Last week Marvel announced that Tony Stark a.k.a. Ironman will be stepping down from his role. This is due to current events taking place in his story at the moment.
Stark’s replacement has been named as 15-year-old genius Riri Williams – a young African American MIT engineering student.
With all that has been happening in the news over the past couple of weeks, this news should come as a bit of fresh air.
Over the past few years, Marvel has been shaking up their comic book universe.
Riri now joins a handful of diverse characters stepping into the roles some of Marvel’s most iconic comic book superheroes, who were traditionally portrayed as white males. For example, Miles Morales (Spiderman), Sam Wilson (Captain America), Jane Foster (Thor), Amadeus Cho (Hulk), and Kamala Khan (Ms. Marvel).
This is big news because it shows that Marvel’s characters are finally starting to look like the real world in which their universe reflects.
In an interview with Time magazine, writer and creator of the character, Brian Michael Bendis reflected on his motivation to create Riri.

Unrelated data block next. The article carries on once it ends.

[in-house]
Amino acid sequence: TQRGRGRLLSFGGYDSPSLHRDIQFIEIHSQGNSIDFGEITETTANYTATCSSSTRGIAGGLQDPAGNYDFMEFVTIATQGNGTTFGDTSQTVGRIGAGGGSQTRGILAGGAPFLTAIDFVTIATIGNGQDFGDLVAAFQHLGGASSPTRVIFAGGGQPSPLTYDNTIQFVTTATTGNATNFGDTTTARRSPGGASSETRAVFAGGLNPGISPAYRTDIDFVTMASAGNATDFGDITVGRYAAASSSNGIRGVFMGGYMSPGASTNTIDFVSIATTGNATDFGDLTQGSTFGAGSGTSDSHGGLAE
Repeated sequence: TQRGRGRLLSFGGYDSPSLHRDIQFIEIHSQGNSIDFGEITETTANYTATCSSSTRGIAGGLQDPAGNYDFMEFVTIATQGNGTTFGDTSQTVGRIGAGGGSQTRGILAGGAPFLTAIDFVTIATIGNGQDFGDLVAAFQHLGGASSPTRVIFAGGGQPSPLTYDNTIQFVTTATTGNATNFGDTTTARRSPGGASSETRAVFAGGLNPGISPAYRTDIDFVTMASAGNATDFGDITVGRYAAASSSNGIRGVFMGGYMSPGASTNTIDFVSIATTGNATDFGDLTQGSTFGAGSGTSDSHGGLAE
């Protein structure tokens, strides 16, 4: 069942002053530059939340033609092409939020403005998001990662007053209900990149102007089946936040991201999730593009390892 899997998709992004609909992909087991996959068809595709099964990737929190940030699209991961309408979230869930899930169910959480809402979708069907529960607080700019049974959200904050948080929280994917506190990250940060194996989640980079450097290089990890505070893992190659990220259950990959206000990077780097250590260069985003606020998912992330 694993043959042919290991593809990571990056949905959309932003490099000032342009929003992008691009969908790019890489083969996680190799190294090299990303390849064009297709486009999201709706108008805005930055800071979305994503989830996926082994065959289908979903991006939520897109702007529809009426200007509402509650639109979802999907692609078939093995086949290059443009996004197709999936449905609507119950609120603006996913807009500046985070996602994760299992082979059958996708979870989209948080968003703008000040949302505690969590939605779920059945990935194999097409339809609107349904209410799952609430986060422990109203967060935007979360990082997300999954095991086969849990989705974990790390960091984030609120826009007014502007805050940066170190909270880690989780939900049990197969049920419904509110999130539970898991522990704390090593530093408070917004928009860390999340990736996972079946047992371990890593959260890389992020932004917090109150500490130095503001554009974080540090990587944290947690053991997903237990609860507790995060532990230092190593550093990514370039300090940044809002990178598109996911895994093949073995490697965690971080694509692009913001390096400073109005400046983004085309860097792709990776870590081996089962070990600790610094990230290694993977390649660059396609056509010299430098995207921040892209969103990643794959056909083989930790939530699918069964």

“One of the things that stuck with me, when I was working in Chicago a couple of years ago on a TV show that didn’t end up airing, was the amount of chaos and violence. And this story of this brilliant, young woman, whose life was marred by a tragedy that could have easily ended her life -just random street violence-and went off to college, was very inspiring to me,” Bendis said.
Bendis also said that he thought that was the most modern version of a superhero or super heroine story he had ever heard.
“I sat with it for a while until I had the right character and the right place…Now, when you have a young woman come up to you at a signing and say how happy she is to be represented in his universe, you know you’re moving in the right direction,”
I may be biased but I also like the cut of Career Communications Group’s jib.
CCG publications and its science, technology, engineering, and math (STEM) award conferences have spotlighted thousands of people of color, allowing them to share their stories in hopes of inspiring young people who look like them.
So, we understand the importance of being represented in the media and the impact that exposure can have on the young people who look just like them.
If the new Iron Woman can inspire one young girl to be an engineer, then Marvel, you are moving along the right path.
CCG was founded over 30 years ago to create career opportunities and to spotlight people in underrepresented groups in STEM.